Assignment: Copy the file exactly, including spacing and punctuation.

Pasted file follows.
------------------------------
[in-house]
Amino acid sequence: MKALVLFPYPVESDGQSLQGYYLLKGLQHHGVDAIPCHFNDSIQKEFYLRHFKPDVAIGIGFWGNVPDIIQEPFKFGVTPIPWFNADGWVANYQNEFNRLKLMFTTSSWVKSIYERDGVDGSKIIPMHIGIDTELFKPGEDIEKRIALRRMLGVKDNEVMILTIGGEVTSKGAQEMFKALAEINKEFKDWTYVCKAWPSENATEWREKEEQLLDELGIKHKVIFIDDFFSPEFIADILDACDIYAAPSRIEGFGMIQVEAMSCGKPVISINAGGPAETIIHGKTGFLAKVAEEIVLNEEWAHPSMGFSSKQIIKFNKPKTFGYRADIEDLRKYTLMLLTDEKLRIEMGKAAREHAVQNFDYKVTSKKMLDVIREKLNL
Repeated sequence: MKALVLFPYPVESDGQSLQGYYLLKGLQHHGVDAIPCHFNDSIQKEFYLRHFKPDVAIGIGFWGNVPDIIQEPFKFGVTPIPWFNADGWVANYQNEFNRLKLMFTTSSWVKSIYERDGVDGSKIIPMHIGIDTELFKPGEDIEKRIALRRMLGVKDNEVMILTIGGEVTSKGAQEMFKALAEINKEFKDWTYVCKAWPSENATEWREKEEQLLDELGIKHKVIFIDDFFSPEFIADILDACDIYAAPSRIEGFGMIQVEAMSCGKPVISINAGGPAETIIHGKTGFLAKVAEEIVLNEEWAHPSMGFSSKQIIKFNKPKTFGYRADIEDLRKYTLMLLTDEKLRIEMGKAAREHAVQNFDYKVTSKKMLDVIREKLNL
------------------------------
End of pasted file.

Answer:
[in-house]
Amino acid sequence: MKALVLFPYPVESDGQSLQGYYLLKGLQHHGVDAIPCHFNDSIQKEFYLRHFKPDVAIGIGFWGNVPDIIQEPFKFGVTPIPWFNADGWVANYQNEFNRLKLMFTTSSWVKSIYERDGVDGSKIIPMHIGIDTELFKPGEDIEKRIALRRMLGVKDNEVMILTIGGEVTSKGAQEMFKALAEINKEFKDWTYVCKAWPSENATEWREKEEQLLDELGIKHKVIFIDDFFSPEFIADILDACDIYAAPSRIEGFGMIQVEAMSCGKPVISINAGGPAETIIHGKTGFLAKVAEEIVLNEEWAHPSMGFSSKQIIKFNKPKTFGYRADIEDLRKYTLMLLTDEKLRIEMGKAAREHAVQNFDYKVTSKKMLDVIREKLNL
Repeated sequence: MKALVLFPYPVESDGQSLQGYYLLKGLQHHGVDAIPCHFNDSIQKEFYLRHFKPDVAIGIGFWGNVPDIIQEPFKFGVTPIPWFNADGWVANYQNEFNRLKLMFTTSSWVKSIYERDGVDGSKIIPMHIGIDTELFKPGEDIEKRIALRRMLGVKDNEVMILTIGGEVTSKGAQEMFKALAEINKEFKDWTYVCKAWPSENATEWREKEEQLLDELGIKHKVIFIDDFFSPEFIADILDACDIYAAPSRIEGFGMIQVEAMSCGKPVISINAGGPAETIIHGKTGFLAKVAEEIVLNEEWAHPSMGFSSKQIIKFNKPKTFGYRADIEDLRKYTLMLLTDEKLRIEMGKAAREHAVQNFDYKVTSKKMLDVIREKLNL